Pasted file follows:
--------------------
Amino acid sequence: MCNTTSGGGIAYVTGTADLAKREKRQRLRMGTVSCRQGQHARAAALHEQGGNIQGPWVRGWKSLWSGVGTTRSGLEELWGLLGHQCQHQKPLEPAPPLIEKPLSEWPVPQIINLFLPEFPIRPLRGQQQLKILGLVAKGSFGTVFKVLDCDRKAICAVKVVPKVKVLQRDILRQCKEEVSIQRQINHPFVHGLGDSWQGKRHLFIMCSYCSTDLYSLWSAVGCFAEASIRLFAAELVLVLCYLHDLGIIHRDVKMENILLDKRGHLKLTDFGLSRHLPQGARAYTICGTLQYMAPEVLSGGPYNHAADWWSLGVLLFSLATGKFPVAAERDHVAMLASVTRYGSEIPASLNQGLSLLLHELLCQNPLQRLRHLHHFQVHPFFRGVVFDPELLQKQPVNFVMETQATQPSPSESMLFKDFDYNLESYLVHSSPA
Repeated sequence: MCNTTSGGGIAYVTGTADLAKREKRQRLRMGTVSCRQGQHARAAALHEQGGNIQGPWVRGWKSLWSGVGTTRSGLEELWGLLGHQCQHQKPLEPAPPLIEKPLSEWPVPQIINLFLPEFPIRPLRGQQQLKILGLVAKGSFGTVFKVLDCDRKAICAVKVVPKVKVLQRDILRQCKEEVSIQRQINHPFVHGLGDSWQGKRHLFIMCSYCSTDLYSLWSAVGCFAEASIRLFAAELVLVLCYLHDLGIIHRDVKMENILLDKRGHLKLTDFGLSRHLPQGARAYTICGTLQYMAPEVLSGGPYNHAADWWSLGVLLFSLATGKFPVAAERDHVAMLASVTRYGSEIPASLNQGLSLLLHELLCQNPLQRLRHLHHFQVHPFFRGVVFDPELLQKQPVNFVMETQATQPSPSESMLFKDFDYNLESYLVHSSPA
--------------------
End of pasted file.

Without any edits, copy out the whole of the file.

Amino acid sequence: MCNTTSGGGIAYVTGTADLAKREKRQRLRMGTVSCRQGQHARAAALHEQGGNIQGPWVRGWKSLWSGVGTTRSGLEELWGLLGHQCQHQKPLEPAPPLIEKPLSEWPVPQIINLFLPEFPIRPLRGQQQLKILGLVAKGSFGTVFKVLDCDRKAICAVKVVPKVKVLQRDILRQCKEEVSIQRQINHPFVHGLGDSWQGKRHLFIMCSYCSTDLYSLWSAVGCFAEASIRLFAAELVLVLCYLHDLGIIHRDVKMENILLDKRGHLKLTDFGLSRHLPQGARAYTICGTLQYMAPEVLSGGPYNHAADWWSLGVLLFSLATGKFPVAAERDHVAMLASVTRYGSEIPASLNQGLSLLLHELLCQNPLQRLRHLHHFQVHPFFRGVVFDPELLQKQPVNFVMETQATQPSPSESMLFKDFDYNLESYLVHSSPA
Repeated sequence: MCNTTSGGGIAYVTGTADLAKREKRQRLRMGTVSCRQGQHARAAALHEQGGNIQGPWVRGWKSLWSGVGTTRSGLEELWGLLGHQCQHQKPLEPAPPLIEKPLSEWPVPQIINLFLPEFPIRPLRGQQQLKILGLVAKGSFGTVFKVLDCDRKAICAVKVVPKVKVLQRDILRQCKEEVSIQRQINHPFVHGLGDSWQGKRHLFIMCSYCSTDLYSLWSAVGCFAEASIRLFAAELVLVLCYLHDLGIIHRDVKMENILLDKRGHLKLTDFGLSRHLPQGARAYTICGTLQYMAPEVLSGGPYNHAADWWSLGVLLFSLATGKFPVAAERDHVAMLASVTRYGSEIPASLNQGLSLLLHELLCQNPLQRLRHLHHFQVHPFFRGVVFDPELLQKQPVNFVMETQATQPSPSESMLFKDFDYNLESYLVHSSPA